Jennifer Newman: How we quit our jobs says something about us
Screaming 'I quit!' might be satisfying — but not the most useful way to quit, says workplace psychologist
There might be nothing more cinematic than screaming "I quit!" at your boss's face when you're ready to throw in the towel at your current job.
But in the real world, it doesn't — usually — happen like that.
The way you quit speaks volumes about who you are and the workplace you're leaving, says workplace psychologist Jennifer Newman.
Rick Cluff: Let's start by understanding what the are reasons workers quit their jobs?
Jennifer Newman: They're many and varied:
You're going back to school, you don't like the job, you're not making enough money, you have abusive supervisors or dislike co-workers, you're starting a family, retiring, etc.
What are some of the ways workers resign?
There are positive and negative ways to quit.
Researchers identified the most common quitting style as "by the book." That's when a worker meets face-to-face with their supervisor and gives a formal, hand delivered letter of resignation, letting the boss know their future plans and the reason for leaving.
They tend to give the standard two to four weeks notice.
Workers who quit this way want to leave on a positive note and get a good letter of recommendation.
They've usually been treated well by the employer, and they have a good relationship with their boss.
They want to make sure it's a good good-bye.
What are some other positive ways to quit your job?
There's the "grateful goodbye." That's when a worker expresses appreciation for being employed by the company.
They're really grateful and want to leave smoothly. They work longer than the standard notice, train their replacement and stay connected after they quit to answer last-minute questions. These workers often have had a great relationship with their boss and are fond of their co-workers.
Another positive way to quit is signaling in advance that you're going to leave. Workers who do this are "in the loop" quitters.
They give the boss a heads-up, so it doesn't come as a big surprise.
We hear about workers who leave on bad terms, what's going on when that happens?
There's the "perfunctory quitter."
This one's not so bad. These workers will have a face-to-face meeting to resign. It's usually really short and they don't tell the boss about any future plans.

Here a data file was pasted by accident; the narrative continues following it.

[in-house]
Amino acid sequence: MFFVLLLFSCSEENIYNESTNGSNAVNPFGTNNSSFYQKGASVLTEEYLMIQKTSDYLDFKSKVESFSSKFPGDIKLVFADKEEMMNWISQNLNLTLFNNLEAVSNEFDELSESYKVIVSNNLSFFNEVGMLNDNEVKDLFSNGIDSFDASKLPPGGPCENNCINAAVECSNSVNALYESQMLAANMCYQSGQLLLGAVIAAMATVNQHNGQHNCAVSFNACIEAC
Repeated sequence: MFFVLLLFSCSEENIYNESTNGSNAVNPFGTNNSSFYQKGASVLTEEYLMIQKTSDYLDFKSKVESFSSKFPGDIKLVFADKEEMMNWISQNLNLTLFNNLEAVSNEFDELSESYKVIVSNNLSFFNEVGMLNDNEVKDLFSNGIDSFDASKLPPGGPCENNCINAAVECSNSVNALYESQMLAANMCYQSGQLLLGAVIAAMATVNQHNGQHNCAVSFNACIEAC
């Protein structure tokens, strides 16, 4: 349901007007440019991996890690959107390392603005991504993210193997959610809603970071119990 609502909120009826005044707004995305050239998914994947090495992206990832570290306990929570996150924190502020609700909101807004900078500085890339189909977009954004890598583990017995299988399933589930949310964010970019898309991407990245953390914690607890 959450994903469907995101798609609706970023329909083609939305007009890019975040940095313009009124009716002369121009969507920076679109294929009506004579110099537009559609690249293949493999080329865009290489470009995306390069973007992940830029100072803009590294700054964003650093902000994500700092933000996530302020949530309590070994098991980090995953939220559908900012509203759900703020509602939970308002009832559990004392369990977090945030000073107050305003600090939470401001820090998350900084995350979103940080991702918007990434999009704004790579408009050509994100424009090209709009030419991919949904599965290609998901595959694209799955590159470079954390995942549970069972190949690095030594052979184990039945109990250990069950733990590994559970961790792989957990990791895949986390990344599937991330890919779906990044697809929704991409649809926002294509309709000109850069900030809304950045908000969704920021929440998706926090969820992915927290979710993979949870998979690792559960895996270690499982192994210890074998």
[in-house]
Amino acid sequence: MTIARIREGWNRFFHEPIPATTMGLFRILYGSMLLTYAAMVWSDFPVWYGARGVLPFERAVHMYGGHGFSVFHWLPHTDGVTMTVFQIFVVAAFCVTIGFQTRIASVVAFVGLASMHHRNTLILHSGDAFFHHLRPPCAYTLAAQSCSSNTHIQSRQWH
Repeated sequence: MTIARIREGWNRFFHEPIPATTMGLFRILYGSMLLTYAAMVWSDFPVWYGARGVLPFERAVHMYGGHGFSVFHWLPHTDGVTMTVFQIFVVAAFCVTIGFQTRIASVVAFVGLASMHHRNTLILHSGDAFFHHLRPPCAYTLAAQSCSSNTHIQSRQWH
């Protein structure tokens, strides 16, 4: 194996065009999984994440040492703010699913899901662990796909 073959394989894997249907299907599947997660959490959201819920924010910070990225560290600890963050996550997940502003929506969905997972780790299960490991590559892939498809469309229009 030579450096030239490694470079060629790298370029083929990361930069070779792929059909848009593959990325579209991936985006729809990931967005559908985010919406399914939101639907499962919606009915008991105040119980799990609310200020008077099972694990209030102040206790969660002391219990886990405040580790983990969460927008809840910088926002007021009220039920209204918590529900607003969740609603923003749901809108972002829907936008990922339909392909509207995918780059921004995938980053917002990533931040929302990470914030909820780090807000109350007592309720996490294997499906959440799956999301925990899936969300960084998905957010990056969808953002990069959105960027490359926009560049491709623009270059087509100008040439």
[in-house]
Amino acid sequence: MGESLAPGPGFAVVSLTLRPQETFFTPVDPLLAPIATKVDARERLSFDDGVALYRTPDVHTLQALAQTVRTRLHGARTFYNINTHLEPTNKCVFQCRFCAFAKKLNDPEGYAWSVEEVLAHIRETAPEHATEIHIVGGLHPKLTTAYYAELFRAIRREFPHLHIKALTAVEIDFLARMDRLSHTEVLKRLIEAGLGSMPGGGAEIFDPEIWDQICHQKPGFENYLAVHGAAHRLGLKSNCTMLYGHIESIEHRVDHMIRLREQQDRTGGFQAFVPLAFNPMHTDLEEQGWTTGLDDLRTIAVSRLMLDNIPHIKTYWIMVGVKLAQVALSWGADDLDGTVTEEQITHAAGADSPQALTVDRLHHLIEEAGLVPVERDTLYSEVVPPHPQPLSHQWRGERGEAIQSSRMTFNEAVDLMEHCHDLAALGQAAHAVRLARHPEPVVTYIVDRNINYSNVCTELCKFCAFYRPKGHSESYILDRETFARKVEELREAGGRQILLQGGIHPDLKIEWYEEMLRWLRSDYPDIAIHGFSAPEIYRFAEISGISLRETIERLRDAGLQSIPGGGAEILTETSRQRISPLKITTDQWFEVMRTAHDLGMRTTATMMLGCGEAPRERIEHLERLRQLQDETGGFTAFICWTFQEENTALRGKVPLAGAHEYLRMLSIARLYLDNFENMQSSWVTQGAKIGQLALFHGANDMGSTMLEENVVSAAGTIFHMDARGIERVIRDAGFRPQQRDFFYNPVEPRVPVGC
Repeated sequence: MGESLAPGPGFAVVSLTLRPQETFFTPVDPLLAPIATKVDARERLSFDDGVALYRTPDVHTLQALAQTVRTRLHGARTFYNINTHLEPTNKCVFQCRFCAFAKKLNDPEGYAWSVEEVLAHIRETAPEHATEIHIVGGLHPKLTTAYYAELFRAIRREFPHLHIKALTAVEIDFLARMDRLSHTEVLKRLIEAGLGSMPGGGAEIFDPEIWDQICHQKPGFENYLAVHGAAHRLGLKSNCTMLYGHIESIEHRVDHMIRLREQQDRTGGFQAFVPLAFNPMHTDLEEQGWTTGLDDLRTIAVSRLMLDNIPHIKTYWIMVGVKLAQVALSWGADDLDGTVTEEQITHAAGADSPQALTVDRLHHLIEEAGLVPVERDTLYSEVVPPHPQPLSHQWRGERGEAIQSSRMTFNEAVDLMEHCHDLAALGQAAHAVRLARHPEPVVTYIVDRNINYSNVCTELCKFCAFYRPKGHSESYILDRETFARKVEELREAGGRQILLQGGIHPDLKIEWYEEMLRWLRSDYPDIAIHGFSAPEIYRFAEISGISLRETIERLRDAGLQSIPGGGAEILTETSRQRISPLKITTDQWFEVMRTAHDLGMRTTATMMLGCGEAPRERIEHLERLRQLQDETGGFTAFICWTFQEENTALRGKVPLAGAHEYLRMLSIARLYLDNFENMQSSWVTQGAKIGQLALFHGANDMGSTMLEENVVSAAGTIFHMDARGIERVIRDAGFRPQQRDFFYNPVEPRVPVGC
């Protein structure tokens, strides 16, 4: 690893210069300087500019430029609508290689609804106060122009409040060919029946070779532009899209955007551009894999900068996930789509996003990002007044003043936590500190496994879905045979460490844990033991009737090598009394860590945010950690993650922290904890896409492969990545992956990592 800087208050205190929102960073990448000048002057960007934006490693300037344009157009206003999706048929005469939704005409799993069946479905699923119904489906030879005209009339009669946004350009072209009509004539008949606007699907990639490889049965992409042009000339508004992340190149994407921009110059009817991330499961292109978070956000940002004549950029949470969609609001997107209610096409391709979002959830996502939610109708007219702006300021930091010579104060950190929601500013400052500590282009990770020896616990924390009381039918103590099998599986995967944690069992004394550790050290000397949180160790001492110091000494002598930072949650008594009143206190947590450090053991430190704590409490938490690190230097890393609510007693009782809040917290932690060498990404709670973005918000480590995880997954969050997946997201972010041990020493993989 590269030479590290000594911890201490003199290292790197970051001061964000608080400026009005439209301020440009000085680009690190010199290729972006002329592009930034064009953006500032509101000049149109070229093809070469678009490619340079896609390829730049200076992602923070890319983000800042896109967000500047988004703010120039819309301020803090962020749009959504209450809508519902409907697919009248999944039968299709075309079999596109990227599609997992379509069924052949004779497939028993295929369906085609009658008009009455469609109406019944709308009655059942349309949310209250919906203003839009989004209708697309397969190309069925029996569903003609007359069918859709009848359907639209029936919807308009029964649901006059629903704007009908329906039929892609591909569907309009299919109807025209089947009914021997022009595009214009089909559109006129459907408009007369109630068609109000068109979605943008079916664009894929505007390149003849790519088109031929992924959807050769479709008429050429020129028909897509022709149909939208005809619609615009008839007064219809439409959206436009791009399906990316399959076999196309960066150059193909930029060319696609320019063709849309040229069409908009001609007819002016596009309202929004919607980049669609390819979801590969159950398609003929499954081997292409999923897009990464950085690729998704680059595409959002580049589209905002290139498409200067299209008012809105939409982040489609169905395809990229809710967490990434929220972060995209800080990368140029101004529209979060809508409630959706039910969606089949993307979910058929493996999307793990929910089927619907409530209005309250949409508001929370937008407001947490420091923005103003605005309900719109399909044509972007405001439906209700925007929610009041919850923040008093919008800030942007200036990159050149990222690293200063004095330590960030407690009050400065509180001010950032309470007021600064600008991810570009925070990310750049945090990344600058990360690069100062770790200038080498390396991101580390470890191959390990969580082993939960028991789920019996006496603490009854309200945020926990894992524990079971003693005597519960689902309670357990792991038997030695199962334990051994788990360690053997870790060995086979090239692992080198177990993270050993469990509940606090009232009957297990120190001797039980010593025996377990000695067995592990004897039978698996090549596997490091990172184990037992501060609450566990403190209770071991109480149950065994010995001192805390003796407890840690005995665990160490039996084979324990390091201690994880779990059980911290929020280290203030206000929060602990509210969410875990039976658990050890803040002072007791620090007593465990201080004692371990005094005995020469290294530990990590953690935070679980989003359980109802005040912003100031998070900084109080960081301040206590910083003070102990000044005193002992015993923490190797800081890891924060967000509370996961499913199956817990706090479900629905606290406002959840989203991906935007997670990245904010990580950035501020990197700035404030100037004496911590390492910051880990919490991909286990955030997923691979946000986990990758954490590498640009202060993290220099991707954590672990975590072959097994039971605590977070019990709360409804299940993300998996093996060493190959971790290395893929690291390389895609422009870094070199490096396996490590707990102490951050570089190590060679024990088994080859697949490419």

But bosses do prefer to hear about why a worker is quitting — it makes it easier on them.
But, to their credit, this kind of resignation comes with a letter and two to four weeks notice, so it's not the worst way to quit.
What are some of the more negative ways workers say "Goodbye"?
"Bridge burners." They'll cuss-out the boss, insult co-workers and bad-mouth the organization. They'll give really short notice.
It's not that common, but when it happens, it usually occurs because the worker feels unfairly treated or abused.
If you're running a company, it's important to know if someone uses this style when they quit.
Don't just chalk it up to a bad apple, there could be a reason why they left that way.
It's a sign there may be abusive management practices occurring.
What about someone who quits without notice?
They're "impulsive quitters." They'll abandon the job without telling anyone.
They don't give a reason, although sometimes something has happened that pushes them over the edge.
Organizations should keep track of when this happens as well — the reason may be due to abusive supervision, bullying or harassment of some sort.
What can employers and workers do to ensure a resignation goes well?
The most common and best way to leave is "by the book". Many employers are already doing what it takes to encourage this kind of resignation — being fair and respectful usually nets the same in return.
It helps to let employees know how to resign constructively. It's a skill.
Even if you haven't liked the job, a graceful exit is best.
This interview has been edited and condensed.
With files from CBC's The Early Edition